Best tradeshow marketing tips and case studies. Call 800-654-6946.
Best tradeshow marketing tips and case studies. Call 800-654-6946.

The “If I Get Hit By a Bus” List for Tradeshow Marketing Managers

I tend to make a lot of lists. Not as many as I used to (maybe I think I have enough lists by now!), but I still write things down. You’d think this makes me organized, but that’s not necessarily the case.

Several years ago, not long after I got married, I sat down and wrote out a comprehensive emergency “If I Get Hit By a Bus” list. It’s self-explanatory: it’s where my wife can find all of those things she needs if the worst were to happen: passwords for phones, computers, websites and more; will, important papers, all of that stuff.

I realized over the weekend that I should probably update the list soon because things change. Some old info drops off, new stuff is added. But then I thought: should tradeshow managers do the same thing? After all, there are a lot of moving parts in tradeshow marketing.

Hey, life is unpredictable. Things happen that you haven’t planned for. Most of us really don’t spend much time thinking about the worst thing that could happen. And subsequently, that means we really aren’t prepared for it, at least not as much as we could be.

What should be on your list? It may vary from person to person, and company to company, but here are a number of things that come to mind:

  • List of shows: Include booth sizes, dates, locations.
  • Vendors: who handles your exhibit; who designs graphic updates, who prints them? Who fixes your exhibit when it needs repairs?
  • Service providers at the show: while many companies use show services at the venue, many also bring in outside exhibitor-approved contractors to set up and dismantle the booth. Or print something on demand in a quick turnaround.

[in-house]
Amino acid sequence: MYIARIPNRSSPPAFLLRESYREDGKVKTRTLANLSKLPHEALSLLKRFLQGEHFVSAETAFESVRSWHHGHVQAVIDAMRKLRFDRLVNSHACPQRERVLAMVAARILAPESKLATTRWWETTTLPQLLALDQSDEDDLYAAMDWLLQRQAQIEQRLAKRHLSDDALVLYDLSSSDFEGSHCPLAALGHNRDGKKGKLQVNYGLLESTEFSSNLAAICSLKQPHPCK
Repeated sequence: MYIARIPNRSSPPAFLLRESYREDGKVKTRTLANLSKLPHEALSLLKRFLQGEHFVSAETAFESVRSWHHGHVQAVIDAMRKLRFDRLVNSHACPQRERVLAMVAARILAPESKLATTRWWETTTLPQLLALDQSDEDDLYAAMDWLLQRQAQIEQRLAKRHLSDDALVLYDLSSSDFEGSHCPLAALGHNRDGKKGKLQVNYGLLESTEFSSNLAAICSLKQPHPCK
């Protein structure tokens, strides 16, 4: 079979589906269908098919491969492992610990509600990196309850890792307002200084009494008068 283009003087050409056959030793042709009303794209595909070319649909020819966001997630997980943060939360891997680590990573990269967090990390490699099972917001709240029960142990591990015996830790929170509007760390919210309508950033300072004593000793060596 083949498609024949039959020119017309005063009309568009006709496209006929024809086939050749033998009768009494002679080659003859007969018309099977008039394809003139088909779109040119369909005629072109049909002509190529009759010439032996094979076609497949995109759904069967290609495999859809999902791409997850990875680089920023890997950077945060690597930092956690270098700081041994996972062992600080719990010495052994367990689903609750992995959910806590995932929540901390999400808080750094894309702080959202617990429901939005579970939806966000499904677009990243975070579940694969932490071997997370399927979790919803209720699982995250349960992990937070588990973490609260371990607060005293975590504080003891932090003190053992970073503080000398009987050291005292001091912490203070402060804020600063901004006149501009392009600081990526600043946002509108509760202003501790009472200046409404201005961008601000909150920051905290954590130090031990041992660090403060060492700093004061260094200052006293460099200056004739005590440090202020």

• Personnel: Who went to what shows, what their duties were. Who’s still with you, who might have left. Contact information.
  • Where files are kept: tradeshows generate paperwork, either digitally or actual paper. If they’re kept on a server, note the location. Same with your work computer. Same with your file drawers.
  • How much things cost: similar to keeping track of paperwork, but building a spreadsheet to track costs from show to show and year to year can also be of great use.
  • Exhibit details: size of booth at particular shows. Size of graphics (you’ll be updating them frequently); number of crates, storage location, what shipper you generally use, along with contact information on those various entities. Names and phone numbers are always a good thing.
  • Social Media access credentials: whether you handle these personally or not, if you’re involved or if there is to be social media engagement from the show floor, add those login details to your list.

Once you have your list, give a copy to your immediate boss, or to someone on your team you trust that will use it if necessary. You should be good to go for another year or so before updating it.

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Tradeshow Guy Blog by Tim Patterson

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